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Tue, 26 Mar 2019
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Health & Wellness


Why do you want to poison me? Iowa town bans fluoride as chemical's danger becomes increasingly apparent

flouride dangers
A small town in northwestern Iowa called Ida Grove has voted to end treating its city's drinking water with fluoride.

The Ida Grove City Council voted to halt fluoride treatment in the city's water supply, the Sioux City Journal reported. The move comes after city leaders and residents challenged whether the fluoride was effective at preventing tooth decay or presented health risks

A recent survey distributed through utility bills found that most citizens of the 2,000 population city didn't support fluoridation, according to the clerk's office.

Fluoridating water has long been debated across the country, and some opponents have argued that its health effects aren't completely understood.

Comment: See also:


US: Organic and regular avocados recalled in six states after listeria found in facility

The regular avocados recalled by Henry Avocado have “Bravacado” on the yellow sticker
Listeria is rare but dangerous Listeria is a bacteria that can cause food-borne illness, known as listeriosis. It can grow in foods such as uncooked meats, vegetables, soft cheeses and unpasteurized milk.

Henry Avocado announced a recall of California-grown whole avocados in six states after listeria was found in the company's packing facility.

All shipments from the California packing facility, which Henry Avocado began using in January, are recalled. Avocados packed there went to Florida, California, North Carolina, Arizona, Wisconsin and New Hampshire.

The recalled avocados are sold with yellow stickers that say "Bravacado" and "California" or, on the organic avocados, yellow and green stickers with "Organic" and "California."

Comment: Contaminated products and outbreaks of all kinds are increasingly in the news these days:


The dark side of green smoothies

green smoothie
© istockphoto.com/Kkolosov
The green smoothie fad has taken the world by storm, with everyone from staunch vegans to Paleo people hopping on the kale-and-spinach-laden beverage bandwagon. While green smoothies have gained a reputation for being extremely healthy, these drinks have a dark side that few people are aware of. Read on to learn about the health problems associated with the "over-enthusiastic" consumption of green smoothies and why drinking these beverages regularly may not be conducive to optimal health.

Green Smoothies: Not Necessarily a "Health Food"

In the health community, the green smoothie has become the poster child for healthy eating. If you are a green smoothie fan, your typical recipe probably looks something like this:
  • 1 apple, peeled, cored, and chopped
  • 8 ounces unsweetened almond milk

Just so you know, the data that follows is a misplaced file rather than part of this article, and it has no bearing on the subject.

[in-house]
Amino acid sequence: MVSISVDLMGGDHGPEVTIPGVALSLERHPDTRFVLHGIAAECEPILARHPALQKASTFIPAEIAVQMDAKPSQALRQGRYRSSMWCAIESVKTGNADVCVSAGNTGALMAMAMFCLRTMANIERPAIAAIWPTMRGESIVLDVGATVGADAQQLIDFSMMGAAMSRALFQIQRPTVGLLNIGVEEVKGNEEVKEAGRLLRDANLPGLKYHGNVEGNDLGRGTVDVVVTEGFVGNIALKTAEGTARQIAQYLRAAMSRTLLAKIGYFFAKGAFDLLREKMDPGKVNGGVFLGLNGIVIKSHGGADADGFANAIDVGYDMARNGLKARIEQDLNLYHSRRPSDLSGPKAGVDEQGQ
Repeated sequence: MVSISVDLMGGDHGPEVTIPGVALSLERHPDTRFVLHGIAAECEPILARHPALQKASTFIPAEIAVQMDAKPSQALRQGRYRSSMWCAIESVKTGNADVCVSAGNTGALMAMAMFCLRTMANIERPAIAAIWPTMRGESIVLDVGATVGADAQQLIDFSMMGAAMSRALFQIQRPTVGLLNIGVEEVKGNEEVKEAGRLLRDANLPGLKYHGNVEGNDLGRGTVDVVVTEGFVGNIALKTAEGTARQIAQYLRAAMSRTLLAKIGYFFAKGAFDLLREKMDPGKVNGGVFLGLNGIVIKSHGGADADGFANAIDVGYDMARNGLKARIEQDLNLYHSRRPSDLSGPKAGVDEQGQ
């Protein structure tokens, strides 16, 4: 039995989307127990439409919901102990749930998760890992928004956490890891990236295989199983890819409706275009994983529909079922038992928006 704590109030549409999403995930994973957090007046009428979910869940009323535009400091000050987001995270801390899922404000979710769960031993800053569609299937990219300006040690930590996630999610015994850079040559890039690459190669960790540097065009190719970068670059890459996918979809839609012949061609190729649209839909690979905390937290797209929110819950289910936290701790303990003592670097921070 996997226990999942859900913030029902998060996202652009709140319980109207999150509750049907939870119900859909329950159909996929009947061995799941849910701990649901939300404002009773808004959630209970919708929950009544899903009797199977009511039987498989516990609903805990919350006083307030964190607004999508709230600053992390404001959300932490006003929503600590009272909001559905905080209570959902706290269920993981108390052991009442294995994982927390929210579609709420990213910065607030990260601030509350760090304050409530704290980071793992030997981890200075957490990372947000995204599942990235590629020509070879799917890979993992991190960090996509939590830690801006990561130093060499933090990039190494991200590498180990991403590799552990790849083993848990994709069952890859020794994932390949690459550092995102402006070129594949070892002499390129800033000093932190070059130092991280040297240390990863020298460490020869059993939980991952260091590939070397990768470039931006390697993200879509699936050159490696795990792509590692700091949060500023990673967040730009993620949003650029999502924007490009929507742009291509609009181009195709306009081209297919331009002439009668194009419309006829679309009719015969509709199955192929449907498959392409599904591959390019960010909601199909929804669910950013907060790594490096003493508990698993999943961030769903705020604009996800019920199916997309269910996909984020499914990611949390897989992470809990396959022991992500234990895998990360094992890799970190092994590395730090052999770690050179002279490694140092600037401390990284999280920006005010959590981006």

• 2 cups stemmed and chopped spinach or kale
  • 1 cup broccoli

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Statins war of words: Matt Hancock dragged into ongoing debate over cholesterol-lowering drug taken by millions of Britons

medication pills elderly
© PA
A pensioner with her daily prescription drugs. A recent study recommended more over-75s should be staking statins.

More than six million people in the UK take statins, but the arguments continue over whether everyone should be on them.

Few drugs polarise the academic and medical world like statins - the most commonly prescribed medicine in the UK with at least six million people taking the cholesterol-lowering drugs. In recent days, the debate surrounding statins has seen daggers drawn once more with even the Health Secretary dragged into the latest war of words.

Earlier this month a "devastating investigation" in the Mail on Sunday claimed to unmask a group of high profile "statin deniers" who were spreading "deadly propaganda" about the drug. Dr Aseem Malhotra, an honourary NHS consultant cardiologist at Lister Hospital Foundation trust in Stevenage, Hertfordshire, and in private practice, Dr Zoe Harcombe, an academic whose research focuses on food and nutrition, and Dr Malcolm Kendrick, a GP from Cheshire, who says people are "being conned" over statins in his recent book on the subject, were the focus.

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Terminally-ill British mother shocks medics after tumour shrinks by 75% following alternative treatment in Mexico

Kate Malvenan

Kate Malvenan, 40, was told she just had months left to live after she was given a shock lung cancer diagnosis last October
A terminally ill mother - who kept her cancer diagnosis a secret from her toddler - has shocked doctors after her tumour was reduced by 75 per cent following alternative treatment in Mexico.

Back in October 2018, Kate Malvenan's world came crashing down after doctors broke the horrific news that the non-smoker had just six to 24 months to live following a shock lung cancer diagnosis.

The 40-year-old, who is originally from Kessingland, Suffolk, but now resides on the Gold Coast in Queensland, Australia, said she has always taken great pride in maintaining her good health by eating nutritious foods and regularly working out at the gym - while also being a strict non-smoker.

Comment: A very interesting story, and certainly not unique. There are many instances of people overcoming cancer using alternative therapies, particularly Intravenous Vitamin C therapy.

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Genetic risk scores alone aren't that good at predicting health

genetic risk score
© Andrew Brookes/Getty
Polygenic risk scores estimate your likelihood of developing some health conditions
The UK's health secretary said last week that he had booked a blood test because genetic testing revealed he had a high risk of getting prostate cancer. But a new study suggests that this type of genetic technique may not yet be accurate enough to inform healthcare decisions.